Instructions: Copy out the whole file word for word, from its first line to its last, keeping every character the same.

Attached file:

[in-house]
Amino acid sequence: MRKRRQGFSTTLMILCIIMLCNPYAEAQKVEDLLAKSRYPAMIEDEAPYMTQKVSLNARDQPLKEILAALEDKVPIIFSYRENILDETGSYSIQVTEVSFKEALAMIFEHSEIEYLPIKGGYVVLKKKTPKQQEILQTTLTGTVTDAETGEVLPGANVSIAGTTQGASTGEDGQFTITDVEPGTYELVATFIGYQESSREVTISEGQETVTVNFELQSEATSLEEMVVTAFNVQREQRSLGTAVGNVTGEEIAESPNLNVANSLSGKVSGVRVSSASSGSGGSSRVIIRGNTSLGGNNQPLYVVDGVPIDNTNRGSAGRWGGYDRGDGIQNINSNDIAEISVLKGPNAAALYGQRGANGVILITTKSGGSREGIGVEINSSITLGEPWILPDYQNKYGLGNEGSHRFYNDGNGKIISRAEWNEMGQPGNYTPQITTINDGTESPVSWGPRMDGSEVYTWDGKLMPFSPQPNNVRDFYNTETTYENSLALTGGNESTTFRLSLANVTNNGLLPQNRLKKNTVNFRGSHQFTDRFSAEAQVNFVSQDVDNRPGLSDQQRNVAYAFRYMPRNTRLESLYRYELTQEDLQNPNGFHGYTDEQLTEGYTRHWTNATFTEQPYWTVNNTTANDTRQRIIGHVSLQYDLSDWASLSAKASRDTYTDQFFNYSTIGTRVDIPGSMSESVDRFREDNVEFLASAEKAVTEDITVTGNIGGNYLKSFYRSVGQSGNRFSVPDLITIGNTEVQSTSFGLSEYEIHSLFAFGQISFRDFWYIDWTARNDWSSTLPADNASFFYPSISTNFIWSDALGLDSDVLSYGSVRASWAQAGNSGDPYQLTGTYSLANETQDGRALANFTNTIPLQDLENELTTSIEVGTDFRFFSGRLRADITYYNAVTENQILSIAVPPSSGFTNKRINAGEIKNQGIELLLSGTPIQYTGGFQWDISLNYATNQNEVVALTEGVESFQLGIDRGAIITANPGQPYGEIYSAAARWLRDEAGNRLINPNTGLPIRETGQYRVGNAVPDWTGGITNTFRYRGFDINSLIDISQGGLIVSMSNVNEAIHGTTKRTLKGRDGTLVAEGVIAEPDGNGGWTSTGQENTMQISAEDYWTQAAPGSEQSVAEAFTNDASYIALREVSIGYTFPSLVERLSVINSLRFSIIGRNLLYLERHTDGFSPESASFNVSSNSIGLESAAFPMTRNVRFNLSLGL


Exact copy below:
[in-house]
Amino acid sequence: MRKRRQGFSTTLMILCIIMLCNPYAEAQKVEDLLAKSRYPAMIEDEAPYMTQKVSLNARDQPLKEILAALEDKVPIIFSYRENILDETGSYSIQVTEVSFKEALAMIFEHSEIEYLPIKGGYVVLKKKTPKQQEILQTTLTGTVTDAETGEVLPGANVSIAGTTQGASTGEDGQFTITDVEPGTYELVATFIGYQESSREVTISEGQETVTVNFELQSEATSLEEMVVTAFNVQREQRSLGTAVGNVTGEEIAESPNLNVANSLSGKVSGVRVSSASSGSGGSSRVIIRGNTSLGGNNQPLYVVDGVPIDNTNRGSAGRWGGYDRGDGIQNINSNDIAEISVLKGPNAAALYGQRGANGVILITTKSGGSREGIGVEINSSITLGEPWILPDYQNKYGLGNEGSHRFYNDGNGKIISRAEWNEMGQPGNYTPQITTINDGTESPVSWGPRMDGSEVYTWDGKLMPFSPQPNNVRDFYNTETTYENSLALTGGNESTTFRLSLANVTNNGLLPQNRLKKNTVNFRGSHQFTDRFSAEAQVNFVSQDVDNRPGLSDQQRNVAYAFRYMPRNTRLESLYRYELTQEDLQNPNGFHGYTDEQLTEGYTRHWTNATFTEQPYWTVNNTTANDTRQRIIGHVSLQYDLSDWASLSAKASRDTYTDQFFNYSTIGTRVDIPGSMSESVDRFREDNVEFLASAEKAVTEDITVTGNIGGNYLKSFYRSVGQSGNRFSVPDLITIGNTEVQSTSFGLSEYEIHSLFAFGQISFRDFWYIDWTARNDWSSTLPADNASFFYPSISTNFIWSDALGLDSDVLSYGSVRASWAQAGNSGDPYQLTGTYSLANETQDGRALANFTNTIPLQDLENELTTSIEVGTDFRFFSGRLRADITYYNAVTENQILSIAVPPSSGFTNKRINAGEIKNQGIELLLSGTPIQYTGGFQWDISLNYATNQNEVVALTEGVESFQLGIDRGAIITANPGQPYGEIYSAAARWLRDEAGNRLINPNTGLPIRETGQYRVGNAVPDWTGGITNTFRYRGFDINSLIDISQGGLIVSMSNVNEAIHGTTKRTLKGRDGTLVAEGVIAEPDGNGGWTSTGQENTMQISAEDYWTQAAPGSEQSVAEAFTNDASYIALREVSIGYTFPSLVERLSVINSLRFSIIGRNLLYLERHTDGFSPESASFNVSSNSIGLESAAFPMTRNVRFNLSLGL